Scott Adams has accomplished a rare feat. In his wildly successful cartoon strip, Dilbert, he has transformed the daily drudgery of the workplace into a fresh, comic commentary on life. Consider the cast: a devious and egomaniacal dog who fully intends to rule the world, a former lab rat so eager for acceptance that he's willing to work as a temp, a cat that is an evil HR director -- and these are just the animals in Dilbert's world. Mix in the frustrated title character, his clueless pointy-haired boss, and an office full of insecure and dissatisfied white-collar workers and you get the hottest comic strip in the '90s. Adams has truly found a way to relate the sometimes unbelievable craziness of the business world. Since Dilbert first gave a voice to discontented cubicle dwellers in 1989, the strip has consistently appeared at the top of comic page popularity polls. Today, the world's fastest growing cartoon is in more than 1,700 newspapers in 51 countries and 19 languages; it also can be found stuck on office bulletin boards, personal computer monitors, and break-room refrigerators throughout the working world. And, of course, Dilbert appears in bestselling calendars, mugs, and books -- including six strip collections that have been on the New York Times best-seller list. This volume brings readers more of the bizarre fun. In it, they'll marvel at the escapades of Antina the non-stereotypical woman, who takes apart the office coffee machine "just for fun". They'll witness new-manager Ted, who just happens to have a beard growing from his forehead. And they'll recoil from Camping Carl, the office's nonstop self-storyteller, whom Dilbert manages to evade only by taking to hiscubicle escape tunnel. No one captures modern office life like Adams, a former Pacific Bell employee. Dilbert evokes many laughs, tears, and "How did he know about our company?" comments from workers while at the same time appealing to supervisors who are certain they don't personally commit these managerial faux pas. "I'm Not Anti-Business, I'm Anti-Idiot" is guaranteed to deliver much, much more of what fans love most about Dilbert.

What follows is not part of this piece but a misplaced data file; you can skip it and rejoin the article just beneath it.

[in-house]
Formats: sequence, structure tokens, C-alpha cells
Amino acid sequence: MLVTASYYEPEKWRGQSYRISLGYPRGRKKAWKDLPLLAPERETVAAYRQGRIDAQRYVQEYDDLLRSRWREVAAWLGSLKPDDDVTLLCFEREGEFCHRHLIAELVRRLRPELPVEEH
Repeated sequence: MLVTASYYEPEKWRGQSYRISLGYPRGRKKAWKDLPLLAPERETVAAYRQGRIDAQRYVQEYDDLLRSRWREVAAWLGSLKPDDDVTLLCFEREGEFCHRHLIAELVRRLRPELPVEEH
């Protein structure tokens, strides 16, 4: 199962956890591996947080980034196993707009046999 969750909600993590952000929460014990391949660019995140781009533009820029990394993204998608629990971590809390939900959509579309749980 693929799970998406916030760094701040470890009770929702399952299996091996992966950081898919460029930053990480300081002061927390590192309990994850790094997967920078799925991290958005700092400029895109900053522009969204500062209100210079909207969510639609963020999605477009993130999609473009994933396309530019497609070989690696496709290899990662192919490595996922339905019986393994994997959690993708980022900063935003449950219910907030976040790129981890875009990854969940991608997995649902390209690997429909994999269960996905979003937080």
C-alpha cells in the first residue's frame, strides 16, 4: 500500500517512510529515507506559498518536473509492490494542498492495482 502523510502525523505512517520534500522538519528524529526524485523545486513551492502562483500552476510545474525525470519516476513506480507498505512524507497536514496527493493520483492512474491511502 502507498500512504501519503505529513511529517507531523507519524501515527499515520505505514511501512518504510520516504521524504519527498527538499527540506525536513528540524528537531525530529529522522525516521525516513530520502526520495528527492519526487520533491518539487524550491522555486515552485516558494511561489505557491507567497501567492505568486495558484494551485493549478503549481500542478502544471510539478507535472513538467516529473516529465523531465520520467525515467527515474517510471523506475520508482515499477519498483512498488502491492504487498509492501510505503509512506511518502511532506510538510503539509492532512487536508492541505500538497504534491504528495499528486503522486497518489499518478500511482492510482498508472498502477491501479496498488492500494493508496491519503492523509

Macanudo #2 collects more of Liniers's great daily strip (the first selection of which appeared in volume #1). And like the first volume, this new collection is marked by subtle charm, existential wit, a playful sensibility, and a probing mind. Dive in for more Henrietta and her cat, Fellini; more Mandlebaum, the teddy bear; more sensitive robot, and much else besides! Liniers (Ricardo Siri) is an acclaimed and well-beloved Argentine cartoonist, whose wildly popular daily strip Macanudo (""cool"") has been published in the Argentine newspaper La Nación for the past ten years. This strip has won him fans throughout the world and comparisons to the cartoonist heavyweights Charles Schultz and Bill Watterson. Liniers also travels around the world with musician Kevin Johansen, painting on big canvases on stage while Johansen makes music. Sometimes, they switch places. Liniers has over 3,600 published comic strips and has published over twenty-five books in Spanish, and more than ten books in nine countries from Brazil to the Czech Republic. His first book to be published in English, The Big Wet Balloon, has been both a critical and popular success and was selected as a best book of 2013 by Parents Magazine. And the fourth volume of his Macanudo to appear in French was recently selected for the 2014 Angouléme Festival. Together with his wife Angie, Liniers also founded the comics publisher La Editorial Común. Liniers lives in Buenos Aires, Argentina, with his wife and three daughters-Matilda, Clementina, and Emma. No penguins though. . . yet.